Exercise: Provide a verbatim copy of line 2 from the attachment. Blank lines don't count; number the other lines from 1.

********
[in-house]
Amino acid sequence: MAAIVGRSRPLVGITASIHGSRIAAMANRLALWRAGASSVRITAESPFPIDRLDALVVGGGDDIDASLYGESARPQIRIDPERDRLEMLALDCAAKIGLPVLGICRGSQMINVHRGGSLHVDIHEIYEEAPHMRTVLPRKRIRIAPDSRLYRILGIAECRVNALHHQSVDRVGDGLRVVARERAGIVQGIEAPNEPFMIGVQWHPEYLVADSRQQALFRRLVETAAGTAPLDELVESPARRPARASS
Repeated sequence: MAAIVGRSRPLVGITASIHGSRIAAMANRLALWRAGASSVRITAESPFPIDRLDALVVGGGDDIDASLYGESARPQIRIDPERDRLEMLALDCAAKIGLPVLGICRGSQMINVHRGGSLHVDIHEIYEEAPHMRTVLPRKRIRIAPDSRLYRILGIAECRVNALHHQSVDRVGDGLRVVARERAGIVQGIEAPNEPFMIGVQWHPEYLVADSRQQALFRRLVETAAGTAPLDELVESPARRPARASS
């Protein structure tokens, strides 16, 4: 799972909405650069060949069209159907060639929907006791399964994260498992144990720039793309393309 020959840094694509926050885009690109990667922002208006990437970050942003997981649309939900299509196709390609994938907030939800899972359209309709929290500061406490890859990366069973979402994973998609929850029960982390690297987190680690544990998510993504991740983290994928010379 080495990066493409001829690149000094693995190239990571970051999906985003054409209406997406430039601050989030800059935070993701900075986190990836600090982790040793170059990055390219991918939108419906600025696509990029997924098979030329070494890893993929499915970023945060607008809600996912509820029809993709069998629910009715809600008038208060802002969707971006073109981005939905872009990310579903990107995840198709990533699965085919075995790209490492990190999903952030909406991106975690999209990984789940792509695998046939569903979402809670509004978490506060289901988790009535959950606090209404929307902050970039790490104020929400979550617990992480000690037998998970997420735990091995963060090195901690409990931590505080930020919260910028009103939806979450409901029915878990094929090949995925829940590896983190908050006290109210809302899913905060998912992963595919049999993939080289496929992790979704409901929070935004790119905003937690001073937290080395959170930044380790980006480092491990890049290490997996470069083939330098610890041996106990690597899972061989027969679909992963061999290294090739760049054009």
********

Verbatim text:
Amino acid sequence: MAAIVGRSRPLVGITASIHGSRIAAMANRLALWRAGASSVRITAESPFPIDRLDALVVGGGDDIDASLYGESARPQIRIDPERDRLEMLALDCAAKIGLPVLGICRGSQMINVHRGGSLHVDIHEIYEEAPHMRTVLPRKRIRIAPDSRLYRILGIAECRVNALHHQSVDRVGDGLRVVARERAGIVQGIEAPNEPFMIGVQWHPEYLVADSRQQALFRRLVETAAGTAPLDELVESPARRPARASS